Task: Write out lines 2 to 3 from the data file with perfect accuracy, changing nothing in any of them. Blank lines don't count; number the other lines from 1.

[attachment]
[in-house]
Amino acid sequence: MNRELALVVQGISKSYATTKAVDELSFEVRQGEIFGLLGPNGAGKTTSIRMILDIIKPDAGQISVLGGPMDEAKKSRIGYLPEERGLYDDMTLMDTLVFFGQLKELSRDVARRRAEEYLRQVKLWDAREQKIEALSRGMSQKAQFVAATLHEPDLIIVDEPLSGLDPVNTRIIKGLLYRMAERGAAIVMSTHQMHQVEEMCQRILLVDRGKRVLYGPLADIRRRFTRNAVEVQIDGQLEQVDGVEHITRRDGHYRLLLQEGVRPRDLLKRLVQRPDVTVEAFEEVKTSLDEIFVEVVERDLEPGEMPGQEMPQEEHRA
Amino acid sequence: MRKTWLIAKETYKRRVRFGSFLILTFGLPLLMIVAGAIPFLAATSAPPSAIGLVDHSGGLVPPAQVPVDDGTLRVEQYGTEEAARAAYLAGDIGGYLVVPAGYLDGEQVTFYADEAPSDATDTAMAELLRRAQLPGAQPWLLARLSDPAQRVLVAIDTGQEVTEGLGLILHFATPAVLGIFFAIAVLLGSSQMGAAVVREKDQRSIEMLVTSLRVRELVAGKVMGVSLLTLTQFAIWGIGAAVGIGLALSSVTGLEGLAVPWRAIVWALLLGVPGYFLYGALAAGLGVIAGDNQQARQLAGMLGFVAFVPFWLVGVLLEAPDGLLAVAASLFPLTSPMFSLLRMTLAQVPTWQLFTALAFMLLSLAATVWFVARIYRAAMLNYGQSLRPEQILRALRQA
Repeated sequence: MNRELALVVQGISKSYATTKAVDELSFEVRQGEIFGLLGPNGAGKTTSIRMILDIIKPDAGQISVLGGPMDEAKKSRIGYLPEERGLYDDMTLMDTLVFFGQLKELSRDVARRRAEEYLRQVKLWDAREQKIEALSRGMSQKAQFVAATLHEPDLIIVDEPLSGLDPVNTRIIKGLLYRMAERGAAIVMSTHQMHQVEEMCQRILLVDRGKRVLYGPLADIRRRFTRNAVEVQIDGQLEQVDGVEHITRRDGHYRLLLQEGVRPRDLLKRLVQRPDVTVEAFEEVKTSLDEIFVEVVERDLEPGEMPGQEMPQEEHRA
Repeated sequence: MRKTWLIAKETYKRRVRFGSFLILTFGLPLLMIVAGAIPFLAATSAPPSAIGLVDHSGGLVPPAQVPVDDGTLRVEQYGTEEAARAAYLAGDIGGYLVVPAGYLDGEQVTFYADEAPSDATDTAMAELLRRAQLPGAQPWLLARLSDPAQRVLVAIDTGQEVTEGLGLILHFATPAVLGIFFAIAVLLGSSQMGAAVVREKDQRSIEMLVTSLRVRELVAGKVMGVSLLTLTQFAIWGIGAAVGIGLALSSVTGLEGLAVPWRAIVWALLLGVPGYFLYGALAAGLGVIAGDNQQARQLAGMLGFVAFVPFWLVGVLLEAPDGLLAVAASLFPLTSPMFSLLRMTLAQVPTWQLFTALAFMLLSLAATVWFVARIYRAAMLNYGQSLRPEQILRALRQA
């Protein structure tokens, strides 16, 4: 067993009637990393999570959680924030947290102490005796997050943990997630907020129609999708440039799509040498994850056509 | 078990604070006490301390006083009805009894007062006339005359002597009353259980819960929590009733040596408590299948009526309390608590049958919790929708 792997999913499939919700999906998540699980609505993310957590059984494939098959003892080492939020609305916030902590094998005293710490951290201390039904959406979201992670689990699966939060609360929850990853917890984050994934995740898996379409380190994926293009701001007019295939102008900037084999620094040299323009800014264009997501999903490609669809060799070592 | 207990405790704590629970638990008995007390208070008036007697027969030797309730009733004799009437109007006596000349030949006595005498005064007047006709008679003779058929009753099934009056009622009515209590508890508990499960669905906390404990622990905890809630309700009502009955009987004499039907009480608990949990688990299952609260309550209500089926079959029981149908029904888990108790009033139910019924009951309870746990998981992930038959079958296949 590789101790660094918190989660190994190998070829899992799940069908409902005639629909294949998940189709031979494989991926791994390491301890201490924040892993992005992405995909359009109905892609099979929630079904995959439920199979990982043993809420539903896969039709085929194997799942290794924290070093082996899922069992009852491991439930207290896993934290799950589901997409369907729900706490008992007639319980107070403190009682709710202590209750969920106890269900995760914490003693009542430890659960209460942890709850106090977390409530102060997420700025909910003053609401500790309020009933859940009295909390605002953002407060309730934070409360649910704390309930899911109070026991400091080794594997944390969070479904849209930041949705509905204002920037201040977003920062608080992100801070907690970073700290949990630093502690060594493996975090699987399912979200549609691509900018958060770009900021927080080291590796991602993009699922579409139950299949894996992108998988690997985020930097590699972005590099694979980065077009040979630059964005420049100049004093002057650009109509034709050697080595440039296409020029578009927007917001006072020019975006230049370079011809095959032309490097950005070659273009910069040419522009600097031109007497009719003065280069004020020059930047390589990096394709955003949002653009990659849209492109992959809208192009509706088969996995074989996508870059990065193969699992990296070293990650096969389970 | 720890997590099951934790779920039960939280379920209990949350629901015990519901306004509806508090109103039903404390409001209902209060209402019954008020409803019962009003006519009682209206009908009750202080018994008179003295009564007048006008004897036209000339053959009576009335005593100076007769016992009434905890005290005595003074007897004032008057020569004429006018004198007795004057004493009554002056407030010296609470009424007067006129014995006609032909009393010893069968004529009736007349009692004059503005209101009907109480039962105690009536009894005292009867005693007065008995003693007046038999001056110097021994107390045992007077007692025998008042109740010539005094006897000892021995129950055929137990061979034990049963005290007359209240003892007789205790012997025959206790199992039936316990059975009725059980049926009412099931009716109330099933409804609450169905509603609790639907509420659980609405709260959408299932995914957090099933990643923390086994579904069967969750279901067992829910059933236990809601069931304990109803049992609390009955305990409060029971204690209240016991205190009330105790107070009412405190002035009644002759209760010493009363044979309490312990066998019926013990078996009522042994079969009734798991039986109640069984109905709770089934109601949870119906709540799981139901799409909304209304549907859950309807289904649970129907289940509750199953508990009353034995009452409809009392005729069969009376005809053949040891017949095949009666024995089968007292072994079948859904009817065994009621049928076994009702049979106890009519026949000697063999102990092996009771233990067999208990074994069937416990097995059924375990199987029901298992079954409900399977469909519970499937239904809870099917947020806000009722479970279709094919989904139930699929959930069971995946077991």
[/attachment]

Amino acid sequence: MNRELALVVQGISKSYATTKAVDELSFEVRQGEIFGLLGPNGAGKTTSIRMILDIIKPDAGQISVLGGPMDEAKKSRIGYLPEERGLYDDMTLMDTLVFFGQLKELSRDVARRRAEEYLRQVKLWDAREQKIEALSRGMSQKAQFVAATLHEPDLIIVDEPLSGLDPVNTRIIKGLLYRMAERGAAIVMSTHQMHQVEEMCQRILLVDRGKRVLYGPLADIRRRFTRNAVEVQIDGQLEQVDGVEHITRRDGHYRLLLQEGVRPRDLLKRLVQRPDVTVEAFEEVKTSLDEIFVEVVERDLEPGEMPGQEMPQEEHRA
Amino acid sequence: MRKTWLIAKETYKRRVRFGSFLILTFGLPLLMIVAGAIPFLAATSAPPSAIGLVDHSGGLVPPAQVPVDDGTLRVEQYGTEEAARAAYLAGDIGGYLVVPAGYLDGEQVTFYADEAPSDATDTAMAELLRRAQLPGAQPWLLARLSDPAQRVLVAIDTGQEVTEGLGLILHFATPAVLGIFFAIAVLLGSSQMGAAVVREKDQRSIEMLVTSLRVRELVAGKVMGVSLLTLTQFAIWGIGAAVGIGLALSSVTGLEGLAVPWRAIVWALLLGVPGYFLYGALAAGLGVIAGDNQQARQLAGMLGFVAFVPFWLVGVLLEAPDGLLAVAASLFPLTSPMFSLLRMTLAQVPTWQLFTALAFMLLSLAATVWFVARIYRAAMLNYGQSLRPEQILRALRQA